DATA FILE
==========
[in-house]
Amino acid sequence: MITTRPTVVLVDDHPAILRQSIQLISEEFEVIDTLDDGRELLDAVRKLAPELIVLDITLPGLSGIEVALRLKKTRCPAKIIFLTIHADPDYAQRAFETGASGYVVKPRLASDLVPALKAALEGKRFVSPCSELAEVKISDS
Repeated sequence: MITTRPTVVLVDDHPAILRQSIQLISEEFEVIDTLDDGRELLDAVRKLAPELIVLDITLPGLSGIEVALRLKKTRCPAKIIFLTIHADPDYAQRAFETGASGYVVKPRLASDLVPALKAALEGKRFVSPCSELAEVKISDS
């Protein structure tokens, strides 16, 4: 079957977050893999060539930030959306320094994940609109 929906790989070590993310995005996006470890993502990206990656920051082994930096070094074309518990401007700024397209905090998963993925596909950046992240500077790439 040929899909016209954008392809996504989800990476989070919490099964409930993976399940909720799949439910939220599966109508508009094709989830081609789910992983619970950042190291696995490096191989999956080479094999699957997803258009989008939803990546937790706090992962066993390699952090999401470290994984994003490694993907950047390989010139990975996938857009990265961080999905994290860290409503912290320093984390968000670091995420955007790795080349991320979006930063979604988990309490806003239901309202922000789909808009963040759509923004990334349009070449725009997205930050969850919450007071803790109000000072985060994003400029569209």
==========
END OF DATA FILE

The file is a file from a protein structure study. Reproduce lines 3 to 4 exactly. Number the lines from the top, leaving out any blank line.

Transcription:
Repeated sequence: MITTRPTVVLVDDHPAILRQSIQLISEEFEVIDTLDDGRELLDAVRKLAPELIVLDITLPGLSGIEVALRLKKTRCPAKIIFLTIHADPDYAQRAFETGASGYVVKPRLASDLVPALKAALEGKRFVSPCSELAEVKISDS
């Protein structure tokens, strides 16, 4: 079957977050893999060539930030959306320094994940609109 929906790989070590993310995005996006470890993502990206990656920051082994930096070094074309518990401007700024397209905090998963993925596909950046992240500077790439 040929899909016209954008392809996504989800990476989070919490099964409930993976399940909720799949439910939220599966109508508009094709989830081609789910992983619970950042190291696995490096191989999956080479094999699957997803258009989008939803990546937790706090992962066993390699952090999401470290994984994003490694993907950047390989010139990975996938857009990265961080999905994290860290409503912290320093984390968000670091995420955007790795080349991320979006930063979604988990309490806003239901309202922000789909808009963040759509923004990334349009070449725009997205930050969850919450007071803790109000000072985060994003400029569209």